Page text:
This case study documents a successful model for facilitating a strong community response to HIV/AIDS. The Salvation Army Change Program in Ndola and Choma Districts in Zambia illustrates the facilitation process stimulating an appropriate local response to HIV/AIDS an essential component of human capacity development. “Human capacity development means developing the will, skills, capacities and systems for an effective response to HIV.”
The model builds on local strengths and resources, stimulating ordinary people to address the barriers that prevent them from using HIV/AIDS information and services to prevent new infections, compassionately care for those who are infected, and mitigate the effects of the epidemic on families and the community. Only by addressing personal risk, stigma, and the potential for personal and societal change will the demand for and use of voluntary counseling and testing, prevention of mother-to-child transmission, and antiretroviral therapy services increase. Thus, building human capacity in the community to become “AIDS competent” and respond effectively to HIV/AIDS is an essential intervention alongside the strengthened and expanded health
services that are being rolled out with the President’s Emergency Plan for AIDS Relief, and the Global Fund to Fight AIDS, Tuberculosis and Malaria resources.
Evidence for the success of the facilitation process in Zambia includes:
- Establishment of community gardens to provide food and some income from the sale of surplus food to orphans in 17 communities in one area
- Demand from community members for voluntary counseling and testing, resulting in testing of 85 people in one community and requests that testing be provided in several nearby communities
- Increase in the numbers of people reached in home-care programs and in the quality of support provided to them
- Increase in the numbers of communities organizing themselves to respond actively to HIV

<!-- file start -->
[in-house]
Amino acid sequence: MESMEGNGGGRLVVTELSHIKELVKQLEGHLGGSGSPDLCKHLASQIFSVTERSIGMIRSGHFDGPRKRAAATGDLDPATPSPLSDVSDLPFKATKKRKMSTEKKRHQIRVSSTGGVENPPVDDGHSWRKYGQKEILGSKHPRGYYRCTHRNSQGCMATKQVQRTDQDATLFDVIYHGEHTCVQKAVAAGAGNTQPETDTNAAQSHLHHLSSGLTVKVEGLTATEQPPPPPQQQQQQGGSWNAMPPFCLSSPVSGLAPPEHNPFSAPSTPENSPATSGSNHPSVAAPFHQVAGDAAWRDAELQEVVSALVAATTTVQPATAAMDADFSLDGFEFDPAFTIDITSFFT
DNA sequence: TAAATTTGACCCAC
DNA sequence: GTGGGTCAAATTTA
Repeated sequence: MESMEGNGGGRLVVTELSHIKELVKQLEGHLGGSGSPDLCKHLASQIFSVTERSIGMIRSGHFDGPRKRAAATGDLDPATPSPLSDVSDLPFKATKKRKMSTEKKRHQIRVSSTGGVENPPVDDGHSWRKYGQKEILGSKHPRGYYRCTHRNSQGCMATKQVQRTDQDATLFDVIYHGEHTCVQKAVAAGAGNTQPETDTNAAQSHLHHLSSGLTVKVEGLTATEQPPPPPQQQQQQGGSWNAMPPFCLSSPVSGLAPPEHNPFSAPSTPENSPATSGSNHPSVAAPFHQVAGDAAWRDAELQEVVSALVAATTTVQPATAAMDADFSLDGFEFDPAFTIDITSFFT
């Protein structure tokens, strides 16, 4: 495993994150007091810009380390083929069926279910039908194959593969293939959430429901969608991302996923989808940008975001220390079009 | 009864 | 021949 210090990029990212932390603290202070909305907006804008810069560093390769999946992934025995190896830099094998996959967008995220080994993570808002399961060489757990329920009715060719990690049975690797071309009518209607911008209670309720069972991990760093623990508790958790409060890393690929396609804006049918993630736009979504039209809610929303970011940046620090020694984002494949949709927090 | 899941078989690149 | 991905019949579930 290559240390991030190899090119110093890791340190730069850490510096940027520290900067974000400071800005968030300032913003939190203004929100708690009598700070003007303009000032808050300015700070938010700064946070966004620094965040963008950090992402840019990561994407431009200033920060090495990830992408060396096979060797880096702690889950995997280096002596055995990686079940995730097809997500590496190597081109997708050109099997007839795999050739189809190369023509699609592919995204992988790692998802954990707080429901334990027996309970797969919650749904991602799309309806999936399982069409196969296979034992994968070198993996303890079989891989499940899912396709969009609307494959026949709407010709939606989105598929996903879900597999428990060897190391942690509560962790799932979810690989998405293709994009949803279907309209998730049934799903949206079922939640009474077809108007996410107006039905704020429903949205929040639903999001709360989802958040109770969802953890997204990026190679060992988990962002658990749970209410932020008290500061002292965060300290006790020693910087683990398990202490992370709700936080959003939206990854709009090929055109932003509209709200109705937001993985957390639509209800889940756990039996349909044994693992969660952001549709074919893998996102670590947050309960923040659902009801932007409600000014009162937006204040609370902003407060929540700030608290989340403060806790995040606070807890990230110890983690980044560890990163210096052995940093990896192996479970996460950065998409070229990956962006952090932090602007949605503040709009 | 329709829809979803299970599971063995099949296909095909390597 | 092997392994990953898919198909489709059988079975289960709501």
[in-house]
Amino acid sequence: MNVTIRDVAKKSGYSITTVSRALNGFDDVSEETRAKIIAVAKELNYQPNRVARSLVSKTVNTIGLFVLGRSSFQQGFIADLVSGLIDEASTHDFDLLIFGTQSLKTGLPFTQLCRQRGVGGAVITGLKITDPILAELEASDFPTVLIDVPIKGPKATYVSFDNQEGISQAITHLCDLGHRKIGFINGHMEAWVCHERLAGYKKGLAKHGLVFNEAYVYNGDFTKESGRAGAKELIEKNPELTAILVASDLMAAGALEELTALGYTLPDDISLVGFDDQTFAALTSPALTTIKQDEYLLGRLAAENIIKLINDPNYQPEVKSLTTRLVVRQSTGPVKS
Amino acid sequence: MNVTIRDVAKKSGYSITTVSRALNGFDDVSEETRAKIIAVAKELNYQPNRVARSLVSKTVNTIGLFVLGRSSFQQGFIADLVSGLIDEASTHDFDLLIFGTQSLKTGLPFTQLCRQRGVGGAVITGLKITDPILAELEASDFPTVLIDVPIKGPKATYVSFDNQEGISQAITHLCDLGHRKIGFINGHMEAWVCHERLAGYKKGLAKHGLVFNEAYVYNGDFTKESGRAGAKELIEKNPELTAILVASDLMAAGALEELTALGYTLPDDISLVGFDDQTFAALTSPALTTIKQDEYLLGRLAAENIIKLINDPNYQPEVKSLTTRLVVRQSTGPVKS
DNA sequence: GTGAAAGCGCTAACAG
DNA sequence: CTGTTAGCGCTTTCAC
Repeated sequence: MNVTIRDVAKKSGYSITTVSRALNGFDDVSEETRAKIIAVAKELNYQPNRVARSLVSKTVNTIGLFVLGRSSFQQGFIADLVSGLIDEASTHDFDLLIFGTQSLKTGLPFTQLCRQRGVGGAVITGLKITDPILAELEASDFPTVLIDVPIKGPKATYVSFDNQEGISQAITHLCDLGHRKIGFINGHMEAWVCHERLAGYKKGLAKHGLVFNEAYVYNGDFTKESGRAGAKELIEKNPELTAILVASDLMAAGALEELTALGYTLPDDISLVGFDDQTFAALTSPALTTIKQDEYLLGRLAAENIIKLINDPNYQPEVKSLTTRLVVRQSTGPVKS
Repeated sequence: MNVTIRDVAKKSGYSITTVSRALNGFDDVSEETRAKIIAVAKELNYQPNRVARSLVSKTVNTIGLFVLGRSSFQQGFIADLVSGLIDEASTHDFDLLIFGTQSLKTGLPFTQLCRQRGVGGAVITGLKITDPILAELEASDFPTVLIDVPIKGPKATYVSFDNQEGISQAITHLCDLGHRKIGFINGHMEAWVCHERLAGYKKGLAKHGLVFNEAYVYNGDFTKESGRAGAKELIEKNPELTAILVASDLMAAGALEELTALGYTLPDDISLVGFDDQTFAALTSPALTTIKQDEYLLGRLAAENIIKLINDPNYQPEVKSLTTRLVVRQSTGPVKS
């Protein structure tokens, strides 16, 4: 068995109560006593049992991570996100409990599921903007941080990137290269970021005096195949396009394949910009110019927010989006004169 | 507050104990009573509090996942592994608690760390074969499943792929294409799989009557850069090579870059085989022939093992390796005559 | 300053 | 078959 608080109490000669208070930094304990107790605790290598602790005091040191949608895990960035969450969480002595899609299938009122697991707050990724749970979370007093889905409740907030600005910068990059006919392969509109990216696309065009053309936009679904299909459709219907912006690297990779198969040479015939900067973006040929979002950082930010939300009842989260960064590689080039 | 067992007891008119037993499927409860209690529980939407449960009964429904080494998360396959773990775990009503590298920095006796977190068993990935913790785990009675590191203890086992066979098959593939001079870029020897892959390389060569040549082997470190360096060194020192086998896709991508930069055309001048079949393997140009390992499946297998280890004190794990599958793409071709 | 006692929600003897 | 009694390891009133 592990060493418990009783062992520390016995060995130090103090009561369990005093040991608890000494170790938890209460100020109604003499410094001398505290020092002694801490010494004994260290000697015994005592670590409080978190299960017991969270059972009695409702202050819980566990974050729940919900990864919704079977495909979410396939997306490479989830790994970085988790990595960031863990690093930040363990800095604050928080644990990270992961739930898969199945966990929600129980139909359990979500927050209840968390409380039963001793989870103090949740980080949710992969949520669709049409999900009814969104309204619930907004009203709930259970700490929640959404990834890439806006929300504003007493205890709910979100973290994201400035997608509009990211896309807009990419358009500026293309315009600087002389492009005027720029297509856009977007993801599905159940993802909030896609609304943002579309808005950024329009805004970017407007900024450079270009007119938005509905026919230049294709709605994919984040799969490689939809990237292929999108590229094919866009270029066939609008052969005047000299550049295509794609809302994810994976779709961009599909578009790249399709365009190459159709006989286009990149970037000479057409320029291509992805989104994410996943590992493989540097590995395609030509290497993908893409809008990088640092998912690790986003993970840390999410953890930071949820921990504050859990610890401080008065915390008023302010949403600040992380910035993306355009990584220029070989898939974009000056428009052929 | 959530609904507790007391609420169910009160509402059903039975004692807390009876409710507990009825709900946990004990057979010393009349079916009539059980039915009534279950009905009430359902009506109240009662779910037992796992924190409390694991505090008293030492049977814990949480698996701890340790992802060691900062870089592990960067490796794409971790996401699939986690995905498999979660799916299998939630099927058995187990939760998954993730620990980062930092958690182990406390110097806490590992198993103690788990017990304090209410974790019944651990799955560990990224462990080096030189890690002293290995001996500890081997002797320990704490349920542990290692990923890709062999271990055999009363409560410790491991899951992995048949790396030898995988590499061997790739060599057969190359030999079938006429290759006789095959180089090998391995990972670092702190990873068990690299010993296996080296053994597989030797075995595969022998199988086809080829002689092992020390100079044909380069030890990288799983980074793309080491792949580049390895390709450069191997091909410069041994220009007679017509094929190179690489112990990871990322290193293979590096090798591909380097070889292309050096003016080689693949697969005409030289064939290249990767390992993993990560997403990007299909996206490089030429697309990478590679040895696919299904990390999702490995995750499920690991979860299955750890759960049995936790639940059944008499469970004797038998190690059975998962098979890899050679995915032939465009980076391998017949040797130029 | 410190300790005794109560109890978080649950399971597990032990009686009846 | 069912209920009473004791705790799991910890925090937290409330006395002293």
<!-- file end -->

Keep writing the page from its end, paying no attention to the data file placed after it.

- Change in risky activities—the local cultural practice of sexual cleansing of widows replaced by alternative rites that do not increase transmission of HIV, and sharp personal implements such as razors no longer being shared
Early in the course of the HIV epidemic in Africa, people recognized that controlling the spread of the virus could not be achieved by health services alone. Human rights, community participation, multisectoral approaches, and the role of culture
have all been accepted as essential parts of an effective response to the epidemic. But despite these calls, technology (in the form of condoms, antiretroviral therapy, antiretroviral drugs to prevent mother-to-child transmission, the use of clean syringes and needles, and vaccine research) is still the major element of most interventions and absorbs the majority of funds available to fight HIV and AIDS. Health services are still the main conduit for donor funding for HIV, and health ministries still control most government spending. Programs are often evaluated in terms of condoms distributed and reported condom use, number of people who hear or see messages about HIV, or number of vulnerable people provided with means of prevention. While all these responses are
essential parts of an effective response to HIV/AIDS, it is clear from the experience of the last 20 years—and from the ever-increasing spread of the virus—that they are not sufficient.
The missing element is human capacity development—the ability of people to respond to the epidemic. In many places, people still have not acknowledged HIV or changed their beliefs and behaviors in response to a devastating epidemic. Without acknowledgment, communities have not been able to take control of how to use technology; hence, technical solutions have been
imposed on them. Without developing the human capacity for change, communities are losing hope because their own strengths are not being taken into account, and organizations and institutions providing services and technological interventions are relying on external analysis without understanding the potential that lies within community leadership. As a result, not much significant, long-lasting change is taking place.
Human capacity development issues werediscussed and developed at a series of meetings (Brazil and Geneva in 2000, Ouagadougou in 2001, and Barcelona and London in 2002) that included participation from civil society, governments, donors, international organizations, the commercial sector, and people living with HIV in both resource-rich and resource-poor settings. As a result of the meetings and discussions, and the existing documentation on human capacity development in practice, a definition and framework were developed and core concepts and ways of working are being refined. The term was defined at the meeting in Barcelona in 2002
as follows: Human capacity development means developing the will, skills, capacities and systems for an effective response to HIV.
This case study describes The Salvation Army response to HIV in Zambia. It specifically examines a current partner, the Lusaka Change Programme, in order to portray the response in action, to assess its challenges and successes, and to depict the people and communities involved.